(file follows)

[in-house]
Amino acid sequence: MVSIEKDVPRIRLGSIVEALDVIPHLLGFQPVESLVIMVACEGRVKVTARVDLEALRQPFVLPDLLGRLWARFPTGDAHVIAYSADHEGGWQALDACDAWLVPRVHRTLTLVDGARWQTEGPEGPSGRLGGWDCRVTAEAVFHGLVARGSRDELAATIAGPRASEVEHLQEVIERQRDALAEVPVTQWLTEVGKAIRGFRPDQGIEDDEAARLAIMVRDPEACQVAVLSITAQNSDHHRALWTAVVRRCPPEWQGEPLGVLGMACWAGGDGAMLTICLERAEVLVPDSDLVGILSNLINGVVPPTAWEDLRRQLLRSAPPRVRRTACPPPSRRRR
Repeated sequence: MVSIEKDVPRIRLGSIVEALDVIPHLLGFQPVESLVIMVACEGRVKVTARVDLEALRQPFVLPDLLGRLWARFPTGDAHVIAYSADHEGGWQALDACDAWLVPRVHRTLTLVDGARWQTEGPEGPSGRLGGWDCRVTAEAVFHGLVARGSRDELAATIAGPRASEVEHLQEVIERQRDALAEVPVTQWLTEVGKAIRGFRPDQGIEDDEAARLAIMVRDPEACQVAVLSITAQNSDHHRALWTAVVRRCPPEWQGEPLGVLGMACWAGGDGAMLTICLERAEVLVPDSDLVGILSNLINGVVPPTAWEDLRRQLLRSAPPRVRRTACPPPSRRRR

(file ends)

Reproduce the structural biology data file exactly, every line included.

[in-house]
Amino acid sequence: MVSIEKDVPRIRLGSIVEALDVIPHLLGFQPVESLVIMVACEGRVKVTARVDLEALRQPFVLPDLLGRLWARFPTGDAHVIAYSADHEGGWQALDACDAWLVPRVHRTLTLVDGARWQTEGPEGPSGRLGGWDCRVTAEAVFHGLVARGSRDELAATIAGPRASEVEHLQEVIERQRDALAEVPVTQWLTEVGKAIRGFRPDQGIEDDEAARLAIMVRDPEACQVAVLSITAQNSDHHRALWTAVVRRCPPEWQGEPLGVLGMACWAGGDGAMLTICLERAEVLVPDSDLVGILSNLINGVVPPTAWEDLRRQLLRSAPPRVRRTACPPPSRRRR
Repeated sequence: MVSIEKDVPRIRLGSIVEALDVIPHLLGFQPVESLVIMVACEGRVKVTARVDLEALRQPFVLPDLLGRLWARFPTGDAHVIAYSADHEGGWQALDACDAWLVPRVHRTLTLVDGARWQTEGPEGPSGRLGGWDCRVTAEAVFHGLVARGSRDELAATIAGPRASEVEHLQEVIERQRDALAEVPVTQWLTEVGKAIRGFRPDQGIEDDEAARLAIMVRDPEACQVAVLSITAQNSDHHRALWTAVVRRCPPEWQGEPLGVLGMACWAGGDGAMLTICLERAEVLVPDSDLVGILSNLINGVVPPTAWEDLRRQLLRSAPPRVRRTACPPPSRRRR